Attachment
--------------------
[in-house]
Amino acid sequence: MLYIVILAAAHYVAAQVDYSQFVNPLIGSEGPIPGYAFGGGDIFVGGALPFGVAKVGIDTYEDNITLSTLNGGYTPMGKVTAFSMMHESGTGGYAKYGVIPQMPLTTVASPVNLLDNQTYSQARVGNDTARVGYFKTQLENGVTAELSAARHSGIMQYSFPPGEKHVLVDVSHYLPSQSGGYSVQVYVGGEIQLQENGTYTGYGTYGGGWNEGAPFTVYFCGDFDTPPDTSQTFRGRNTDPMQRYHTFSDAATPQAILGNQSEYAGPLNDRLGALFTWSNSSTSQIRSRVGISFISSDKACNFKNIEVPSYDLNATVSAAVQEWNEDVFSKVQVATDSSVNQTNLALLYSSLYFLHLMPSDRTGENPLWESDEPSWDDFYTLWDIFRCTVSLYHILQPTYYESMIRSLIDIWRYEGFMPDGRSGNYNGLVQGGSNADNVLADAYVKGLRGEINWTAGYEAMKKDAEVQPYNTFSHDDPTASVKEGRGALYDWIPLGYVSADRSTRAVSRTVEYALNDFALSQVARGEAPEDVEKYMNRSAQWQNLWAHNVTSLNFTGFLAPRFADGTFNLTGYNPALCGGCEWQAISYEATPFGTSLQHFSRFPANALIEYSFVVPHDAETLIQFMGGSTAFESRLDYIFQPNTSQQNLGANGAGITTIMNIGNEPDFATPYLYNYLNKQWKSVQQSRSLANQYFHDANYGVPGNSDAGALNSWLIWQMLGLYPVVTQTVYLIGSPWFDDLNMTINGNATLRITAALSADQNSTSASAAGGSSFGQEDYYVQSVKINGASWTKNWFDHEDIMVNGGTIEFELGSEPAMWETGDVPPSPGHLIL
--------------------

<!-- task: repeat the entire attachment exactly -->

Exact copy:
[in-house]
Amino acid sequence: MLYIVILAAAHYVAAQVDYSQFVNPLIGSEGPIPGYAFGGGDIFVGGALPFGVAKVGIDTYEDNITLSTLNGGYTPMGKVTAFSMMHESGTGGYAKYGVIPQMPLTTVASPVNLLDNQTYSQARVGNDTARVGYFKTQLENGVTAELSAARHSGIMQYSFPPGEKHVLVDVSHYLPSQSGGYSVQVYVGGEIQLQENGTYTGYGTYGGGWNEGAPFTVYFCGDFDTPPDTSQTFRGRNTDPMQRYHTFSDAATPQAILGNQSEYAGPLNDRLGALFTWSNSSTSQIRSRVGISFISSDKACNFKNIEVPSYDLNATVSAAVQEWNEDVFSKVQVATDSSVNQTNLALLYSSLYFLHLMPSDRTGENPLWESDEPSWDDFYTLWDIFRCTVSLYHILQPTYYESMIRSLIDIWRYEGFMPDGRSGNYNGLVQGGSNADNVLADAYVKGLRGEINWTAGYEAMKKDAEVQPYNTFSHDDPTASVKEGRGALYDWIPLGYVSADRSTRAVSRTVEYALNDFALSQVARGEAPEDVEKYMNRSAQWQNLWAHNVTSLNFTGFLAPRFADGTFNLTGYNPALCGGCEWQAISYEATPFGTSLQHFSRFPANALIEYSFVVPHDAETLIQFMGGSTAFESRLDYIFQPNTSQQNLGANGAGITTIMNIGNEPDFATPYLYNYLNKQWKSVQQSRSLANQYFHDANYGVPGNSDAGALNSWLIWQMLGLYPVVTQTVYLIGSPWFDDLNMTINGNATLRITAALSADQNSTSASAAGGSSFGQEDYYVQSVKINGASWTKNWFDHEDIMVNGGTIEFELGSEPAMWETGDVPPSPGHLIL